|Tsuyoshi Nishioka committing his error in the second|
inning. He had two other misplays, neither of which was
ruled an error, but both of them adding to the evidence
that he's overmatched by major league ball.
By the time I got there, it was apparent that Nishi wasn't an immediate goner after all. Ron Gardenhire declined to comment in any depth on Nishioka's problems after the game. Terry Ryan — this was one of the road trips Ryan did not make — declined via email to comment to the Star Tribune on Nishioka. Glen Perkins, bless his teammate-loving soul, defended Nishioka to the media.
And Nishioka was dashing off from Cleveland back to Rochester, N.Y., to gather his belongings to take to Minnesota. He's expecting to stick.
If Ryan, Gardenhire and Co. didn't discuss the Nishioka Follies on Wednesday, I'm sure they will today.
I don't know if they see this the way I do: It's a crisis. Playing Nishioka at this point undermines the organization's credibility. There are plenty of debatable decisions involved in shaping a roster and running the games, and those of us watching the games but not making the decisions can disagree with the decisions — but we can generally grasp the reasons behind those decisions.
This is the exception. This is the case when the decision is so inexplicable, so utterly and obviously wrong, as to defy rationalization.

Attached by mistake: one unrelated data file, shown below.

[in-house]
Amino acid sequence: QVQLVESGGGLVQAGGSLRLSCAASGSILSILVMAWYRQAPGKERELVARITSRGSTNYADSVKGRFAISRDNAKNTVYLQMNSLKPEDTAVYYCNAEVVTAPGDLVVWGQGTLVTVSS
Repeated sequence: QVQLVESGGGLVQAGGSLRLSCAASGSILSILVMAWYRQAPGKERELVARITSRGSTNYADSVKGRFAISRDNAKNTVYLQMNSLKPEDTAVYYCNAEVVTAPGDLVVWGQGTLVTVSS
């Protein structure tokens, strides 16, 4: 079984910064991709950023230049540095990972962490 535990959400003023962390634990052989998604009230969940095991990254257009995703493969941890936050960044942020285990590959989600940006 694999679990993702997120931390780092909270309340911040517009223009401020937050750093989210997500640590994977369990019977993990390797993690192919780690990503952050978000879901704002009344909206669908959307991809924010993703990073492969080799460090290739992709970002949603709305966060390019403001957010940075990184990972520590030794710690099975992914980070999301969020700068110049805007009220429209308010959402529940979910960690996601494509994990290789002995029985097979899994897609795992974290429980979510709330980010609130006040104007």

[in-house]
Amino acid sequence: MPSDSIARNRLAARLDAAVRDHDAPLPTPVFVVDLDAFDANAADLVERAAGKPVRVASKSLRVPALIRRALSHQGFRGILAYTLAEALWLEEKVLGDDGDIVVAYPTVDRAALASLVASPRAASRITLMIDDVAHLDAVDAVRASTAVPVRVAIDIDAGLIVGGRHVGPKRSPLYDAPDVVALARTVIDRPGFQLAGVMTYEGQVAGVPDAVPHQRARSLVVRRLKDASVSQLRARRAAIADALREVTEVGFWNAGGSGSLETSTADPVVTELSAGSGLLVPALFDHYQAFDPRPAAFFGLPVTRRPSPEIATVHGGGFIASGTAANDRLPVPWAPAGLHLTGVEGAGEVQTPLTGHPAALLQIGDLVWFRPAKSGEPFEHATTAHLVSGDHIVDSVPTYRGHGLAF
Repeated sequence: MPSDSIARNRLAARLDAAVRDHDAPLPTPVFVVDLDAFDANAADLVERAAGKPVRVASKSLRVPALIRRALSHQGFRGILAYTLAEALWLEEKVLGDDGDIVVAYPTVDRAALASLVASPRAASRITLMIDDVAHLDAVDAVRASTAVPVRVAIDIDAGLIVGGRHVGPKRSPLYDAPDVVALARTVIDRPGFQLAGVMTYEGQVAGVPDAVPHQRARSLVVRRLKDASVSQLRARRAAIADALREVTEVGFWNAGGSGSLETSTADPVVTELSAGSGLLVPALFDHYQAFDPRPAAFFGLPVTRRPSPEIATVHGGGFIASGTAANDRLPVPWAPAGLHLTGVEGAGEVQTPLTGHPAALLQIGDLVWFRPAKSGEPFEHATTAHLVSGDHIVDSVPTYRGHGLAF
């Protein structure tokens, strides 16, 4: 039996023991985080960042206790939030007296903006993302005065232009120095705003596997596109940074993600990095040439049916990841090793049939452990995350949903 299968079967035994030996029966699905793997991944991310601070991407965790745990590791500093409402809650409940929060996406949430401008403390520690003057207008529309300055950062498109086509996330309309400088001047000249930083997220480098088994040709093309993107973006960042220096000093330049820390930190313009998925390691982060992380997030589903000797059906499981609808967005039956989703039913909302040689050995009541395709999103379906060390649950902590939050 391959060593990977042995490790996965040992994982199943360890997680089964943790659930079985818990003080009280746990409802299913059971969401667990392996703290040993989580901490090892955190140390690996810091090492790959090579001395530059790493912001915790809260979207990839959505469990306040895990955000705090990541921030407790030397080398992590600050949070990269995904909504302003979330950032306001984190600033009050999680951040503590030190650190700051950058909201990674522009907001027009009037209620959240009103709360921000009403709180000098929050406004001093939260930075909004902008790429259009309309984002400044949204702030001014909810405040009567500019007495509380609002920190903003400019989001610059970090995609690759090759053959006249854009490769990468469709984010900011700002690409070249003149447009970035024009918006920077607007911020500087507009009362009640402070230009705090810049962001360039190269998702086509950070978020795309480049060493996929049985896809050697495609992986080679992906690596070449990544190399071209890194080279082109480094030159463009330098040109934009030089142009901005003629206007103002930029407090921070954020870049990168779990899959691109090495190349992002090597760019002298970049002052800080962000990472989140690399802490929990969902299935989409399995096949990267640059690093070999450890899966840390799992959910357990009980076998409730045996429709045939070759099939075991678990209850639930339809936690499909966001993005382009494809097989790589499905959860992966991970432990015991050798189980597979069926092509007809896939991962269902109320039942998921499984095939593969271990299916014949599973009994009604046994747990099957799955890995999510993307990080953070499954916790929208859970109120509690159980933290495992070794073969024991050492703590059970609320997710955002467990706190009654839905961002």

I know: the Twins invested $14 million in Nishioka. That money's gone. It was wasted, and acting differently isn't going to change that reality. The money is not a good reason to play Nishioka.
The money is not a good reason, but it is the closest thing to a reason. Nishioka was awful last year; he did nothing in Triple A to justify bringing him back; he was, if anything, worse in the Cleveland series.
Playing him at second base this weekend in Target Field will be an insult to the paying customers, and don't imagine that the insult will be overlooked. Anybody listening to Dick-n-Bert, or reading the tweets from Joe Christensen, John Shipley and Rhett Bollinger, knows that those observers were appalled by what they saw in Cleveland.
The Twins have spent the summer making an honest effort to get better after a terrible 2011 and a horrible first six weeks, and they've made genuine progress on that.
Nishioka's presence undermines that progress. He's got to go. The longer it takes management to figure that out, the worse this farce will be.